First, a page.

As pointed out in my earlier application the various specially cut blanks of the invention lend themselves peculiarly well to being cemented and molded so that only low pressures and temperatures are required to make the laminae conform to a molding die while the cement is setting. The old concept of male and female die surfaces may be done away with entirely. The use of low pressure has the advantage of eliminating the impaired exterior surfaces which heretofore resulted from attempts to mold oompoundly curved surfaces in plywoood articles.

Since many embodiments of the invention are possible and since many changes might be made in the embodiments set forth, protection is not to be limited to anything described Or presented in the above specification and drawings but only to the scope of the hereinafter attached claims.

I claim:

1. As an article of manufacture a surgical leg splint, said splint including: a stirrup portion and a leg portion, said portions being molded to such accurate configurations that a leg therein may be afforded both support and traction, said splint comprising a laminated material formed of wood veneers and weighing on the order of approximately 700 grams, whereby a wearer of the splint is not unduly burdened by its mass, said molded configurations being provided in said material by compoundly curved surfaces, whereby the splint not only is made to follow more accurately the contours of a wearers leg but also the splint is given great structural strength, said compoundly curved surfaces being provided for by darts cut in the veneers of the laminated material, whereby the material may be accurately and smoothly molded by the application of relatively small forces.

2. The invention of claim 1 wherein the dart cut from one veneer is angularly displaced with respect to the dart out from another, adjacent veneer, whereby the veneer edges formed by the removal of the dart from the one veneer do not overlie the veneer edges formed by the removal of the dart from the other veneer.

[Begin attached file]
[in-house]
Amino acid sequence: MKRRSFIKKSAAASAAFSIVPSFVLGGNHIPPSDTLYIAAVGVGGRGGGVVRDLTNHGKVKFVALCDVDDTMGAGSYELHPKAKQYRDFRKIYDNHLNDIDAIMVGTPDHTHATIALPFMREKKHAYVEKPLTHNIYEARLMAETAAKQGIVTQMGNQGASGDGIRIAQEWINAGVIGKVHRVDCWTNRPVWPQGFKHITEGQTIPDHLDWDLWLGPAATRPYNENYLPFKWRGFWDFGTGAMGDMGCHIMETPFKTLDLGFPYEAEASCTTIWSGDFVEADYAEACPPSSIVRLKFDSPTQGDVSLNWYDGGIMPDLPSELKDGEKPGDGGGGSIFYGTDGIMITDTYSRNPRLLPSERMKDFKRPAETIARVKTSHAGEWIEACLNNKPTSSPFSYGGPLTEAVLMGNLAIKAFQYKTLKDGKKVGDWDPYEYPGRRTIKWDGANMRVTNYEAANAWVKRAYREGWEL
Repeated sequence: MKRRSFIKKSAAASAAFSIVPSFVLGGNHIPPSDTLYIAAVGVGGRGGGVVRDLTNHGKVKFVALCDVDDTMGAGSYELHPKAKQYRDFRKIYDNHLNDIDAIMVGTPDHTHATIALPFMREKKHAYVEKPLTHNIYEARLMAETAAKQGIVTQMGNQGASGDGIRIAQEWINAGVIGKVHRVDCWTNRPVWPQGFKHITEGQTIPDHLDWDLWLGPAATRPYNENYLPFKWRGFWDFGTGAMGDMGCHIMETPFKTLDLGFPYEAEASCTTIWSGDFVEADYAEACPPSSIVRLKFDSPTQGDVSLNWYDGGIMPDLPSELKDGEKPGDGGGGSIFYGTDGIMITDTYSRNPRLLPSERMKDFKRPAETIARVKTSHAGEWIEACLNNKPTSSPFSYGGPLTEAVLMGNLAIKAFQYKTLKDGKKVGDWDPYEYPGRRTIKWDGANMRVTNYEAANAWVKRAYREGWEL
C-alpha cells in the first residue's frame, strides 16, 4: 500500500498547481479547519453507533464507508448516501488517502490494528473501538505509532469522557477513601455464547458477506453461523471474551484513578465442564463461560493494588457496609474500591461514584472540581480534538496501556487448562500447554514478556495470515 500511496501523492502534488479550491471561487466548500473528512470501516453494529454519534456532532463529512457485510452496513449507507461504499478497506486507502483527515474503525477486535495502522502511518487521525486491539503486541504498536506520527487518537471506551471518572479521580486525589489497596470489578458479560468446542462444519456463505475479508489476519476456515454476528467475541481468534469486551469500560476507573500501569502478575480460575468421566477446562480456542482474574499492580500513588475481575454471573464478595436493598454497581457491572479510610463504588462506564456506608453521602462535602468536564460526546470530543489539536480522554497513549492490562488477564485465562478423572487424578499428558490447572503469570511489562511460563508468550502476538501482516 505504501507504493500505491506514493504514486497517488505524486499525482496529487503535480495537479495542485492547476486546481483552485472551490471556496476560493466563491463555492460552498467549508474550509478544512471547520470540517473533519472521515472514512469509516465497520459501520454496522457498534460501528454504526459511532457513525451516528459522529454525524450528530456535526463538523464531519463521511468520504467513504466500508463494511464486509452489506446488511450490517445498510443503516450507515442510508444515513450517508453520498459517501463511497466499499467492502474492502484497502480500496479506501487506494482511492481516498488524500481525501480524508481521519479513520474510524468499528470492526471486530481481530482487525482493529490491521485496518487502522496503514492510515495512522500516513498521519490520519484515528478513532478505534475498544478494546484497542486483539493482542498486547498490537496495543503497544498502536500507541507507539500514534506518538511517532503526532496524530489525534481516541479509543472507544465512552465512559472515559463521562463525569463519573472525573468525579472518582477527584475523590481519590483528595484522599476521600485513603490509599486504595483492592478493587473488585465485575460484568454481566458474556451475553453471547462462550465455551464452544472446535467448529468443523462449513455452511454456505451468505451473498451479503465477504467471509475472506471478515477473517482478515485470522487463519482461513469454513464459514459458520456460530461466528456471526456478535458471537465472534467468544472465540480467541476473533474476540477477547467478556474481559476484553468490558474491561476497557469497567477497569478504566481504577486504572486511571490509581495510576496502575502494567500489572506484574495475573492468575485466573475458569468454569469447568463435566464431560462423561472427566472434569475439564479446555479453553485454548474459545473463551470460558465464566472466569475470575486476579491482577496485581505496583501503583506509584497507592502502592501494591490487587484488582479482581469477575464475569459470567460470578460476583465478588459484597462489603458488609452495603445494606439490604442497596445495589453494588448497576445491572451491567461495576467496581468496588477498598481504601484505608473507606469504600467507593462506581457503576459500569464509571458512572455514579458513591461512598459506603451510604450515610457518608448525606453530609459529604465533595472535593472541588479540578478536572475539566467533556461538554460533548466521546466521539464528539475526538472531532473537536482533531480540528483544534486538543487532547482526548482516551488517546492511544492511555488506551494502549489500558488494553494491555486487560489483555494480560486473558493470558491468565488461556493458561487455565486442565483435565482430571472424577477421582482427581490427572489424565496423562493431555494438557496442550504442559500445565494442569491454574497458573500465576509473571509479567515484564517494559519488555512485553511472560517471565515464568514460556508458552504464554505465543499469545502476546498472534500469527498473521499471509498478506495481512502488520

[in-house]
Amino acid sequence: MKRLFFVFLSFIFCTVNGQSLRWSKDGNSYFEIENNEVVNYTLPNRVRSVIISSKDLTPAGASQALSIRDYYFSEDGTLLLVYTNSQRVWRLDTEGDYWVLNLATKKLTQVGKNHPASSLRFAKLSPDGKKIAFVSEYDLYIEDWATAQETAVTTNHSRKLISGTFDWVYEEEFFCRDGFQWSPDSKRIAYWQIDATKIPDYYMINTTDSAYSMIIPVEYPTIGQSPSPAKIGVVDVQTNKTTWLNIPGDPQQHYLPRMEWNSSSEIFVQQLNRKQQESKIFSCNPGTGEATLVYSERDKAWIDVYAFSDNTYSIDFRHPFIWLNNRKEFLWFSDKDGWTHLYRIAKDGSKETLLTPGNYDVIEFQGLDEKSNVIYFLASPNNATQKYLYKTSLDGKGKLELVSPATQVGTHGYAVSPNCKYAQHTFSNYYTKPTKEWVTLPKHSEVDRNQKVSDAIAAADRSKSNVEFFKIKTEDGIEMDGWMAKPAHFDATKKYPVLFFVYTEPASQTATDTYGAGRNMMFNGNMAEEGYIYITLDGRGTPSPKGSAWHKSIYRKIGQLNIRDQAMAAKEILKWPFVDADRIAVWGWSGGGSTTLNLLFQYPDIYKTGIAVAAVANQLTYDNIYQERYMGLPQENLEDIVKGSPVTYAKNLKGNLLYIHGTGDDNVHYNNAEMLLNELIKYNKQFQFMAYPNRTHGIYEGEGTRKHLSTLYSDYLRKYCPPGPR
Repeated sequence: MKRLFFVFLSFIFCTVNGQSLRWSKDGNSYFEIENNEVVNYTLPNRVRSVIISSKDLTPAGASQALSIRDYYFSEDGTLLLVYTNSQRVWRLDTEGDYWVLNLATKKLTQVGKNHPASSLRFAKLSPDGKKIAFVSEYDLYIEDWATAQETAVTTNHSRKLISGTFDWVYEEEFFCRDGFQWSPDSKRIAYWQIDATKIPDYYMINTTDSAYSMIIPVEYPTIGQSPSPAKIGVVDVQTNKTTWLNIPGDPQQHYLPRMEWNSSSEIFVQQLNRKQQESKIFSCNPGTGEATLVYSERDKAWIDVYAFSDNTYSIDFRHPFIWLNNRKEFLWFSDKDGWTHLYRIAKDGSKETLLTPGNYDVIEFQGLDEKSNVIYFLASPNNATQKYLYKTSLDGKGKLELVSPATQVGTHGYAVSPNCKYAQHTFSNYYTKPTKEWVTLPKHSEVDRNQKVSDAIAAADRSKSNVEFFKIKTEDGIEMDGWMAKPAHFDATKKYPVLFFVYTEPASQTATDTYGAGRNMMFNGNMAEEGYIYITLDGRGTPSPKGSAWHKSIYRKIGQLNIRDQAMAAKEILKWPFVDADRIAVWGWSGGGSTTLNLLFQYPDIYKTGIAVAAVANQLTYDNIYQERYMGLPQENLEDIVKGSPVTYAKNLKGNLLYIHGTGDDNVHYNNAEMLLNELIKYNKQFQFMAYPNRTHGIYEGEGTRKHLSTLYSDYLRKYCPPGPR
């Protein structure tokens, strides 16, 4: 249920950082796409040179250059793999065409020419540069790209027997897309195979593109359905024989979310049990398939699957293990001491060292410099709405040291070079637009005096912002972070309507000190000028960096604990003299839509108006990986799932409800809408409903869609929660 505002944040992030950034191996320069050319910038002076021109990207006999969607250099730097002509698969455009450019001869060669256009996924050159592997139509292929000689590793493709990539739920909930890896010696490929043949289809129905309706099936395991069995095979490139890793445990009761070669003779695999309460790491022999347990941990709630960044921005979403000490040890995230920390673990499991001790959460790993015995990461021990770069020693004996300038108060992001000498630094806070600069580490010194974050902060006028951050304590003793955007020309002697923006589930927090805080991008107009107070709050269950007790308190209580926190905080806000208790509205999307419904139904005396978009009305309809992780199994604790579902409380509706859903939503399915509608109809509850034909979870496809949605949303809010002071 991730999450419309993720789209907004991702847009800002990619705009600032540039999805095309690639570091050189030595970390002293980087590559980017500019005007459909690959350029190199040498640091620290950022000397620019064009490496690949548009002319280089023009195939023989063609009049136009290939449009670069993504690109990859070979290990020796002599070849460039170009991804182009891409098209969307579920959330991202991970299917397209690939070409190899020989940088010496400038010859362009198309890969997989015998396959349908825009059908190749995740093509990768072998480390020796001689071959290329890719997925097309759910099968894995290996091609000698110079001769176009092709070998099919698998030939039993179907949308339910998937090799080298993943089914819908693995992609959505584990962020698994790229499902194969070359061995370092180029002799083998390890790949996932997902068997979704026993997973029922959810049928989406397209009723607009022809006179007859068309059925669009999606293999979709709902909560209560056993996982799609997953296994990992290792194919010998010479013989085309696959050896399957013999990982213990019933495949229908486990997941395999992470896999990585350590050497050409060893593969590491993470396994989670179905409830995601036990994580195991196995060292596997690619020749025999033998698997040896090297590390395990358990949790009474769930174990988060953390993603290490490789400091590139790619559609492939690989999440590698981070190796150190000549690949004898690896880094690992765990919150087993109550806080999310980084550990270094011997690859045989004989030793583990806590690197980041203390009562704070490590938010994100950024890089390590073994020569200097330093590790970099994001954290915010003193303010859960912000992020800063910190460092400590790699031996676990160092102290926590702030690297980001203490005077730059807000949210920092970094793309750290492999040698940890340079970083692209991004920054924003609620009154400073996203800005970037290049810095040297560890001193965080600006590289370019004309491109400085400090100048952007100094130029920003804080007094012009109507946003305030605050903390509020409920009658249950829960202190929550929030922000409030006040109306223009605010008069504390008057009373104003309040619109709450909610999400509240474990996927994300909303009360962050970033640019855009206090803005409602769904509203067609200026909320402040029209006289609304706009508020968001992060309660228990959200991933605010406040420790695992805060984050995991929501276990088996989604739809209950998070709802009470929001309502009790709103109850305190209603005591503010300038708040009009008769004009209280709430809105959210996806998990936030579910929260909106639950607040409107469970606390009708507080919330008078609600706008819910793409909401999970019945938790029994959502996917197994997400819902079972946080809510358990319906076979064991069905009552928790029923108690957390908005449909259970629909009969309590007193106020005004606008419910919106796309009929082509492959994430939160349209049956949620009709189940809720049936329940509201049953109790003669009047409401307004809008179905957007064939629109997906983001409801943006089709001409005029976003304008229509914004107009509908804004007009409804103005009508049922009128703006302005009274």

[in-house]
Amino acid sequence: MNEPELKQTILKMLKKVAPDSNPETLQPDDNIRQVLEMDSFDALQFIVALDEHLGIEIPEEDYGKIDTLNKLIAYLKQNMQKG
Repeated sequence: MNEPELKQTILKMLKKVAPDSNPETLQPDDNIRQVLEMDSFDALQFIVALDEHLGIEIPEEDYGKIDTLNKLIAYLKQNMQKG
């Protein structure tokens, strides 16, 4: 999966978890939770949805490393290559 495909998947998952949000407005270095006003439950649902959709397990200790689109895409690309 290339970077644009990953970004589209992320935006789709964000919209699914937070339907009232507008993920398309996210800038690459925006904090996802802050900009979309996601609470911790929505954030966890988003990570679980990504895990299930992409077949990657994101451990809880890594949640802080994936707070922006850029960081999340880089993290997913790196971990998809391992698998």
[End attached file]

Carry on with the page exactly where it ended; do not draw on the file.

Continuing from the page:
- 3. In a sheet-like article of manufacture, a compoundly curved, dome-like surface conforming to a selected configuration; said sheet-like article being composed of veneers of wood bonded together in laminar relationship, each of a plurality of such veneers including an opening therethrough and spaced from its peripheral boundary and only one cut extending from each such opening to said boundary.

4. In a sheet-like article of manufacture, a

compoundly curved, dome-like surface cOnforrning to a selected configuration; said sheet-like article being composed of veneers of wood bonded together in laminar relationship, each of a plurality of such veneers including. an opening therethrough and spaced from its peripheral boundaryand only on cut extending from'each such opening to said boundary and having its edges in substantial abutment, the said openings in a plurality of said'laminar veneers being aligned with one another.

5, In a sheet-like article of manufacture, a compoundly curved, dome-like surface conforming to a selected configuration; said sheet-like article being composed of veneers of wood bonded together in laminar relationship, each of a plurality of such veneers including an opening therethrough and spaced from its peripheral boundary and only one cut extending from each such opening to said boundary and the cuts of a plurality of such laminar veneers being disaligned.

6. In a sheet-like article of manufacture, a compoundly curved, dome-like surface conforming to a selected configuration; said sheet-like article being composed of veneers of wood bonded together in laminar relationship, each of a plurality of ,such veneers including an opening therethrough and spaced from its peripheral boundary and only one cut extending from each such opening to said boundary and a veneer patch interleaved with the veneers to overlap a cut and reinforce the article.

7. In a sheet-like article of manufacture, a compoundly curved, dome-like surface conforming to a selected configuration; said sheet-like article being composed of veneers of wood bonded together in laminar relationship, each veneer including an opening therethrough and spaced inwardly from its edge and only one cut extending from said opening to its edge, the various openings inthe various veneers being aligned with one another and being located adjacent the top of said dome-like surface, and the various cuts of the various veneers being disaligned.

8. An article of manufacture comprising a dome-like surface of sheet-like material and composed of veneers of wood bonded together in laminar relationship, each of a plurality of such veneers including an opening therethrough spaced inwardly from its edge and having only one dart-like cut-out portion with its apex extending into said opening and extending therefrom to said edge, the edges of said cut-out portion being in substantial abutment whereby the wood of said veneer is stressed and deformed into a non-planar form.